I had been making mock-ups with this brand new neck and different ideas for the amplifier.
I believe it's a tremendous design achievement to make the neck joint the way they do. I think it's a tapered dovetail. It makes it really easy to make minor adjustments while they glue it in. I played it a lot before I ever put glue on the joint. This guitar played like a dream! Even after the doctor broke the headstock off the first time! I was able to re- attach it without any impairment. I was playing this one every day on my way into the city and back. She rages on the platform when you're waiting for the A-Train @42nd St.
One day I had it on a pedestal in my massage studio. I swung my leg around energetically to maintain the continuity during a session, The pedestal went flying and the guitar went flying across the room too. I have repaired the headstock again but now it just seems too fragile. My plan is to take this headstock off and turn it into the headless model. The guitar is a bit too heavy. It pains me enough to carry around and have a good time but when it's the first thing that somebody says when I handed to them then she's got to go.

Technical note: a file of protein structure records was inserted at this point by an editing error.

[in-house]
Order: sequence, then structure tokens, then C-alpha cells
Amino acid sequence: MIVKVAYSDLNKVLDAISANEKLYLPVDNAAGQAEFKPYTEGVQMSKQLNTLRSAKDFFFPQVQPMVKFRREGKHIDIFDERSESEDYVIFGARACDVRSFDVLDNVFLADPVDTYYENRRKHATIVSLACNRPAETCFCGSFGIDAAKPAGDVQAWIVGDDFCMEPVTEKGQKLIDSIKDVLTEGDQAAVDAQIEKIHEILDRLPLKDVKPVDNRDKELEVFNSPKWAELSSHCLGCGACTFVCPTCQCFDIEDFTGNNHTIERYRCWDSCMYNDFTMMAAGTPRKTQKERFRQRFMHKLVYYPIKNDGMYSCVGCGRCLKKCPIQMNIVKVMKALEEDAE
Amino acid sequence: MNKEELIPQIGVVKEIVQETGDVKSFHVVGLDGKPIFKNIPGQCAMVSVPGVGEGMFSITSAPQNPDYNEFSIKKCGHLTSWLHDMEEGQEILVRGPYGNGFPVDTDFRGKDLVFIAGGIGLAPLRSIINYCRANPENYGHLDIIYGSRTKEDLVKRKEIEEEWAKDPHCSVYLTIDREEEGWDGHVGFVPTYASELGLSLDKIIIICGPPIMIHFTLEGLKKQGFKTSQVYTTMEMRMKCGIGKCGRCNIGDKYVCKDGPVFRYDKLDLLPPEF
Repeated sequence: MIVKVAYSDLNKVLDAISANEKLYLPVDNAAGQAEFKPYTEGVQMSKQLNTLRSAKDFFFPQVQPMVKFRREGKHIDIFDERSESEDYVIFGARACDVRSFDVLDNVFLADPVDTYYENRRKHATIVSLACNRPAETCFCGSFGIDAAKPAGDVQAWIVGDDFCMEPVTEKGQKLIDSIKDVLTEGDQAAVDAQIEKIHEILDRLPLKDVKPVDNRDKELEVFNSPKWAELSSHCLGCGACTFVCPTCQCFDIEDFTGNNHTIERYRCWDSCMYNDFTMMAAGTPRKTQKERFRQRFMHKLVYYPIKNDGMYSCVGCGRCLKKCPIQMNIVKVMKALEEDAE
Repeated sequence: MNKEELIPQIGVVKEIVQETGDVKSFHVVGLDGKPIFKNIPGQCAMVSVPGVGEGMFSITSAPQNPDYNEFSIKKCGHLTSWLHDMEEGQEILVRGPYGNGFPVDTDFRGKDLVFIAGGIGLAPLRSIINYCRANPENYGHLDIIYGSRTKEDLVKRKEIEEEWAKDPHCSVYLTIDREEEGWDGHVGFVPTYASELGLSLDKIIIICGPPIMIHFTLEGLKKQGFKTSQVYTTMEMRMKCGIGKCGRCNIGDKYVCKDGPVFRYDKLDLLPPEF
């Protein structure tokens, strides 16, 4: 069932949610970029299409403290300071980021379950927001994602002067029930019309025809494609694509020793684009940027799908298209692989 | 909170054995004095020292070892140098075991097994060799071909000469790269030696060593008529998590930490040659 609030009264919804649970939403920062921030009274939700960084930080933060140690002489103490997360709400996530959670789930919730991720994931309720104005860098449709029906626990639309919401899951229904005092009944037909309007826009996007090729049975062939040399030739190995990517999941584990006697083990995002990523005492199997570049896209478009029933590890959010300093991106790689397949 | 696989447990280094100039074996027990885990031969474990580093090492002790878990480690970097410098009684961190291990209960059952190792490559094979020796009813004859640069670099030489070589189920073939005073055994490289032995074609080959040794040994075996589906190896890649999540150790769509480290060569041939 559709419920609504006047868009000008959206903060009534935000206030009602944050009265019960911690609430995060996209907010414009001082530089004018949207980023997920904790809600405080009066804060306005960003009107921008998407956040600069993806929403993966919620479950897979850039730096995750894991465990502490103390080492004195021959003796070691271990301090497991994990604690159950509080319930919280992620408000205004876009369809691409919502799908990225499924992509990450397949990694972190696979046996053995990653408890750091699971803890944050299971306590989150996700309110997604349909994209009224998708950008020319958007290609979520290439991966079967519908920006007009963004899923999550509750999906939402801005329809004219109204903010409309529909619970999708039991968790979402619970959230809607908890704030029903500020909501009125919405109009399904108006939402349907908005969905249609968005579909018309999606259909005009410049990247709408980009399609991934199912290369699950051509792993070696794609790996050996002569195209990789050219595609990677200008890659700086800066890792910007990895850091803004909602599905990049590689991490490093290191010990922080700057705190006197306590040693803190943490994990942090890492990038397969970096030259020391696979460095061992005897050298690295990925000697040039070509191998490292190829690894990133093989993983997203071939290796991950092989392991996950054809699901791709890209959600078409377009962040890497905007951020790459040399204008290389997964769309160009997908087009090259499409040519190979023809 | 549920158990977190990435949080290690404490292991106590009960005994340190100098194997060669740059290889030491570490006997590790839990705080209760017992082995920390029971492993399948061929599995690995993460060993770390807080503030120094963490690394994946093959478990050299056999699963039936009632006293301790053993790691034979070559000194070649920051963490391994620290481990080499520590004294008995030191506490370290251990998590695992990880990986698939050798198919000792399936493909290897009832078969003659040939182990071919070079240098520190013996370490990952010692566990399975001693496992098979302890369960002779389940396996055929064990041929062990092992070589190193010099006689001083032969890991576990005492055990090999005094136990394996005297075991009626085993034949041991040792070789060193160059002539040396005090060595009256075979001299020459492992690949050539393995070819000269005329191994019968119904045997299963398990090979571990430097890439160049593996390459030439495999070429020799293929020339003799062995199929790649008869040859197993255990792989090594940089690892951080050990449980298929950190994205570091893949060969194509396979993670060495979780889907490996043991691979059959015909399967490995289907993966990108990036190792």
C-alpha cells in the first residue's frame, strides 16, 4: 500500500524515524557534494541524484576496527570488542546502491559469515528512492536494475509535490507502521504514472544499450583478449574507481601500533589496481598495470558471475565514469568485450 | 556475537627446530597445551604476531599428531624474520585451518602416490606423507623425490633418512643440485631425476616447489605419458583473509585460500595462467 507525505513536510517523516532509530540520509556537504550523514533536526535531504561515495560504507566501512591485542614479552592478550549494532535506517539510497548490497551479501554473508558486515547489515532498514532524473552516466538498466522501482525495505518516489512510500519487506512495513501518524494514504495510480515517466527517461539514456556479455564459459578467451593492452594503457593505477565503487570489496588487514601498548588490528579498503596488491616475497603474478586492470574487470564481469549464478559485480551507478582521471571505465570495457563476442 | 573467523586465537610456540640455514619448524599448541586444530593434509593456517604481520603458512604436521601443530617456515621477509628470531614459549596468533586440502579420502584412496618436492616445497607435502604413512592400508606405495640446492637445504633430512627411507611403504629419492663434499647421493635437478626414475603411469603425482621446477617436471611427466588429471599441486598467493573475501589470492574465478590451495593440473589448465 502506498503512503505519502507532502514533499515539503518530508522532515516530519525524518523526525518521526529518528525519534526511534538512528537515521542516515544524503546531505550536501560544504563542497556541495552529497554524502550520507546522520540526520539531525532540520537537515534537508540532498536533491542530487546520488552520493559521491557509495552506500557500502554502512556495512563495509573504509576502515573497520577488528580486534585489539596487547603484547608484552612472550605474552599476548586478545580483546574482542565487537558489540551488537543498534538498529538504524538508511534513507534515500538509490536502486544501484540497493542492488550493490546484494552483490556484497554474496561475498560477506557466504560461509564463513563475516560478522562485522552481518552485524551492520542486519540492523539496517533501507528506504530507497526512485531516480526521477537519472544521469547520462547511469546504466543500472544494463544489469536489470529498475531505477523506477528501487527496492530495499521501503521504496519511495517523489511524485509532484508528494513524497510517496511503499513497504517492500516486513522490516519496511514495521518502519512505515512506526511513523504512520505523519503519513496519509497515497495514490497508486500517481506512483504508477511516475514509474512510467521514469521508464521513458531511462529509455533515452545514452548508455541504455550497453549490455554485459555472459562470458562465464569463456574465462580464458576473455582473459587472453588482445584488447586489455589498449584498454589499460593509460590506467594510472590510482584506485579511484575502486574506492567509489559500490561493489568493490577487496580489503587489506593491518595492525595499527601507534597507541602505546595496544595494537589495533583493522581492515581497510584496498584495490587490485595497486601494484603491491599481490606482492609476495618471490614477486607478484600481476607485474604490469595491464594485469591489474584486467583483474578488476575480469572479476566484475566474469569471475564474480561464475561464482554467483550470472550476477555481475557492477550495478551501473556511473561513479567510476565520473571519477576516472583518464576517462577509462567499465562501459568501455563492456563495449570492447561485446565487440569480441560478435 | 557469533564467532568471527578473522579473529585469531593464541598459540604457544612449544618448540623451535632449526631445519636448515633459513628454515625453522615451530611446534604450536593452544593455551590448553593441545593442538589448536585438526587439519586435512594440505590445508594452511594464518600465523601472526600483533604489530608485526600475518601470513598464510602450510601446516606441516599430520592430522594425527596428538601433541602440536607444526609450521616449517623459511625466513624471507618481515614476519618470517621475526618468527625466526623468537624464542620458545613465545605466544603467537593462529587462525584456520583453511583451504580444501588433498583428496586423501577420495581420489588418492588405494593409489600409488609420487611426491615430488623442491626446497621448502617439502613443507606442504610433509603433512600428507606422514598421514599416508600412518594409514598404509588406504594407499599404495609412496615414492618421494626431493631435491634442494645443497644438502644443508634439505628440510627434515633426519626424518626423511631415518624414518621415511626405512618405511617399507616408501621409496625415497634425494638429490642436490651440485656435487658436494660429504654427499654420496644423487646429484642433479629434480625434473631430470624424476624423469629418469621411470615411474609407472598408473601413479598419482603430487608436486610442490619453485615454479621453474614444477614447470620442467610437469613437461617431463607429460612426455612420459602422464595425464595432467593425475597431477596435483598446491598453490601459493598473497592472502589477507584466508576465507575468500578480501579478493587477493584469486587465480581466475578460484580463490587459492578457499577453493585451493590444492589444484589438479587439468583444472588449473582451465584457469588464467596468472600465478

Don't worry, the headstock will go into the library of materials that I can use to solve new visual problems in the future. I should have some new detailed pictures up here before that day comes.
This was the guitar that really turned me on to having the amp built right in. The vibrations you feel in your body because of having it right against your belly. I love the way the controls are right in your face. You dont even need any on-bord volume and tone for the pick-up.
Inside the cabinet is mounted a 9.7v rechargeable battery, which can be connected to an outboard charger. Below, on the right you can get an idea of the "player's view" on this one.